Where are Registered Nursing Jobs Available?

Registered Nurses (RN) make up the single largest career field within the healthcare industry. As of 2008 the United States Bureau of Labor Statistics reported an estimated 2.6 million individuals were employed as RNs in a variety of healthcare settings across the country. With the increasing strain being placed on the healthcare field as the Baby Boomer generation continues to age, the U.S. BLS estimates that an additional 500,000 registered nursing jobs will open up between now and 2018 to meet the ever expanding needs of the country’s medical system. So what types of registered nursing jobs are available? And perhaps more importantly, which ones will be in the greatest demand going forward?

Registered nursing jobs make up the core of the healthcare system in America. Nurses are often the first medically trained individual that patients come in contact with, and are most likely to be the one patient see the most moving forward through their time in the healthcare system. Nurses work closely with patients and doctors to perform a number of duties. Registered nursing jobs have varying duties assigned to them, but typical duties include:

  • Treat patients
  • Educate patients and the public medical conditions
  • Record patients’ medical histories and symptoms
  • Assist with and sometimes take the lead in performing diagnostic tests and analyzing results
  • Operate medical machinery
  • Administer treatment and medications
  • Assist with patient follow-up and rehabilitation

Registered nursing jobs are more complicated at times than simply being just a “registered nurse.” In fact there are a great number of specializations that registered nurses can work their way into that will lead to new and greater responsibilities. As registered nurses increase their education through additional qualifications and board certifications, as well as through the completion of a Master’s degree, they can find employment in more specialized roles that include:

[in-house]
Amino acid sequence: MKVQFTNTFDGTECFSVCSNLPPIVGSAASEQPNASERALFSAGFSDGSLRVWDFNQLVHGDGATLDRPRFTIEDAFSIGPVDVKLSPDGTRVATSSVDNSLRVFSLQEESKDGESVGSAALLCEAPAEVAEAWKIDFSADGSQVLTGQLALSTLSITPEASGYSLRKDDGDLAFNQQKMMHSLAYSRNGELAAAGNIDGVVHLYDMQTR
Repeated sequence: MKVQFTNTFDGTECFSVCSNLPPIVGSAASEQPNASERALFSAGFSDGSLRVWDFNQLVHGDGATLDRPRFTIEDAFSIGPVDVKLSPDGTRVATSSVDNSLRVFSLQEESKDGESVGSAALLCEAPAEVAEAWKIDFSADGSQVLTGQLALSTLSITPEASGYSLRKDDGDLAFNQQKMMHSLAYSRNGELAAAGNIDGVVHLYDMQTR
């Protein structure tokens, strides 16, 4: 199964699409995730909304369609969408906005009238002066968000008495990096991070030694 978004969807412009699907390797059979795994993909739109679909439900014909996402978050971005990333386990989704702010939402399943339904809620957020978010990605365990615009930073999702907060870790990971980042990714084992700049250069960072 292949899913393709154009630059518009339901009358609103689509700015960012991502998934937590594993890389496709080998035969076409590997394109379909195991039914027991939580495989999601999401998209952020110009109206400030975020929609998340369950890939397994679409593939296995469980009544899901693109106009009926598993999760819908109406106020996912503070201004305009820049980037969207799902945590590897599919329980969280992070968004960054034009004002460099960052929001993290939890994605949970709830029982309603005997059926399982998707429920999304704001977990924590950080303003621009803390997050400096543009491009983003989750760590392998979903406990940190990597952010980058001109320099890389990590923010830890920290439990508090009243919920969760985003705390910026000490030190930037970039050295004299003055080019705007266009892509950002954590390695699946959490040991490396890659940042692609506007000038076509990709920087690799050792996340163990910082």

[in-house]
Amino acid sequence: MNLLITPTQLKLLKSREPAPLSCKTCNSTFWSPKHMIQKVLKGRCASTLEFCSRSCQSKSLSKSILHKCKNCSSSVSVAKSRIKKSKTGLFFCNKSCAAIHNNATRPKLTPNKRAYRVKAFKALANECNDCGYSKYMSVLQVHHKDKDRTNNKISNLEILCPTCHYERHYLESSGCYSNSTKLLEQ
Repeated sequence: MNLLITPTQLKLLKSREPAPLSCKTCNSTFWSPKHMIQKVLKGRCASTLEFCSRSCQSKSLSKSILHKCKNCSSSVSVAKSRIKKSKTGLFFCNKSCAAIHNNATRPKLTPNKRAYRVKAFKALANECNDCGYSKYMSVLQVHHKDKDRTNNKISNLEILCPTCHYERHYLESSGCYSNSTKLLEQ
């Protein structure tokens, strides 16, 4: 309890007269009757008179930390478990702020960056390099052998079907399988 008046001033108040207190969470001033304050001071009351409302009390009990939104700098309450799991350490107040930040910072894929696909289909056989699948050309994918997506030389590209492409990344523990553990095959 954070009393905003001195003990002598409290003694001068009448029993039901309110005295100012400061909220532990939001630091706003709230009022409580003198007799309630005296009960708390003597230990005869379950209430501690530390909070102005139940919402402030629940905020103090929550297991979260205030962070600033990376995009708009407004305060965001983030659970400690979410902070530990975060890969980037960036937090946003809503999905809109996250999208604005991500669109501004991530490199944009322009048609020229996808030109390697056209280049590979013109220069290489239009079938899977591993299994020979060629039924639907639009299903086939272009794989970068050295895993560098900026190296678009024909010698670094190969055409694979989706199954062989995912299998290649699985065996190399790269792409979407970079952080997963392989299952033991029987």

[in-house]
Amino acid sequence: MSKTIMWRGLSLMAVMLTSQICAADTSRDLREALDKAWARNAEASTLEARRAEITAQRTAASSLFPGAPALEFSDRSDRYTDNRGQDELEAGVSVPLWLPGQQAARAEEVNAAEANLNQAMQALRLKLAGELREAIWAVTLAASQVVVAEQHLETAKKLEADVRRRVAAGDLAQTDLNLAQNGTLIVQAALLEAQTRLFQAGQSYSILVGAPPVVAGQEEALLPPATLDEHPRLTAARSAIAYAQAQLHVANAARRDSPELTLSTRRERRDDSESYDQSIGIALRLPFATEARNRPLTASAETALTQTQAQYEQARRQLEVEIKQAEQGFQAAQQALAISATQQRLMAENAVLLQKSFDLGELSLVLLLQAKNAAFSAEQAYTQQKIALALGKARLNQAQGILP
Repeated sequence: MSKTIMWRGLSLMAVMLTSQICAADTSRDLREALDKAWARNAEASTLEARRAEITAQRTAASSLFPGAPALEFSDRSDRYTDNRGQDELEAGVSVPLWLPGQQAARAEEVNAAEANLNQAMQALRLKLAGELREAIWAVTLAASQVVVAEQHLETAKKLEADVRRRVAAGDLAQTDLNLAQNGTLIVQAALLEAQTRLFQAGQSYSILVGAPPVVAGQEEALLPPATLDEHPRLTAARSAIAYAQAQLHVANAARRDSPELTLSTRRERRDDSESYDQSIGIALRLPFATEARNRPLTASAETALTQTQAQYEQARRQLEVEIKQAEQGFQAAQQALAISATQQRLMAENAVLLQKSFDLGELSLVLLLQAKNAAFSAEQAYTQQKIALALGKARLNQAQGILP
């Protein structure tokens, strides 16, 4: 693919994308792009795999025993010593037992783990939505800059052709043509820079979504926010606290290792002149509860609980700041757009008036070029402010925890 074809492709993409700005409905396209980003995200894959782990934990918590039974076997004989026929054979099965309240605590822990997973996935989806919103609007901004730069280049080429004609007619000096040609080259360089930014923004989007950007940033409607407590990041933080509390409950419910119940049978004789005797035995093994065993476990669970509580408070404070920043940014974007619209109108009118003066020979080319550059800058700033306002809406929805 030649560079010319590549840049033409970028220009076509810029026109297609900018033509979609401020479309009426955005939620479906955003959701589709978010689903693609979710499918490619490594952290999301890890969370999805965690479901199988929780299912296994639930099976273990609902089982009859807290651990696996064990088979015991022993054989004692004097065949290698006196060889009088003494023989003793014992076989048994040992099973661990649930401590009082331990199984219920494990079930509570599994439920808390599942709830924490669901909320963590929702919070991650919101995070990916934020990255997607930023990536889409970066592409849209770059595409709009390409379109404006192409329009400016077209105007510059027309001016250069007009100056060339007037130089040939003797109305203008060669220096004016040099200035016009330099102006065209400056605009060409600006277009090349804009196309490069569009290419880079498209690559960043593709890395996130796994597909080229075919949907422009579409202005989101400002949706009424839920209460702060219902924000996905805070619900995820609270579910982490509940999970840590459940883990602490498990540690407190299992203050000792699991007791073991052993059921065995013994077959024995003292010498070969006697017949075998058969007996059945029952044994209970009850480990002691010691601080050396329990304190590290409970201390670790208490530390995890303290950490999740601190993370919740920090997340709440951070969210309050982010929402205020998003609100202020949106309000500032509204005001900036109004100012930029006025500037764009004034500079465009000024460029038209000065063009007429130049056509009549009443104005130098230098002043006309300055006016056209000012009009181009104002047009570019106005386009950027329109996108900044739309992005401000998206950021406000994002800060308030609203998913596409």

• Clinical Nurse Specialist (CNS)
  • Nurse educator
  • Nurse Practitioner (NP)
  • Nurse Midwife
  • Nurse Anesthetist
  • Nurse administrator

Registered nursing jobs are found in a variety of medical settings, but the majority of nurses are employed exactly where it is expected they would be. Of the 2.6 million registered nurse jobs available in 2008, over 1.3 million or 60% of those jobs were found in hospitals across the country. The other settings registered nursing jobs were found in include:

  • Offices of physicians (8%)
  • Home healthcare services (5%)
  • Nursing care facilities (5%)
  • Employment services (3%)
  • Government agencies, social assistance agencies, and educational services (less than 1%)

Although the number of registered nurse jobs available will increase drastically between now and 2018, the settings in which these jobs will be created is going to differ from current trends. Each of the popular settings for registered nurses will see the following growth rates:

  • Offices of physicians (48%)
  • Home health care services (33%)
  • Nursing care facilities (25%)
  • Employment services (24%)
  • Hospitals, public and private (17%)

This major shift in employment growth away from hospitals is due in large part to new technologies and procedures that are changing the face of healthcare. Individuals are now discharged more quickly from hospitals and procedures are performed on a same-day basis. Additionally, many services once offered only in hospitals are now being offered in outpatient facilities.

Regardless of the industry within healthcare that an individual finds a registered nurse job in, they will find a financially rewarding career awaiting them. The following numbers represent the average pay for registered nurse jobs in each healthcare industry:

  • Offices of physicians ($59,210)
  • Home health care services ($58,740)
  • Nursing care facilities ($57,060)
  • Employment services ($68,160)
  • General medical and surgical hospitals ($63,880)

As of 2008 the average registered nurse earned $62,450. The top 10% of registered nursing jobs paid employees more than $92,240 a year; while the bottom 10% earned just under $43,410 each year.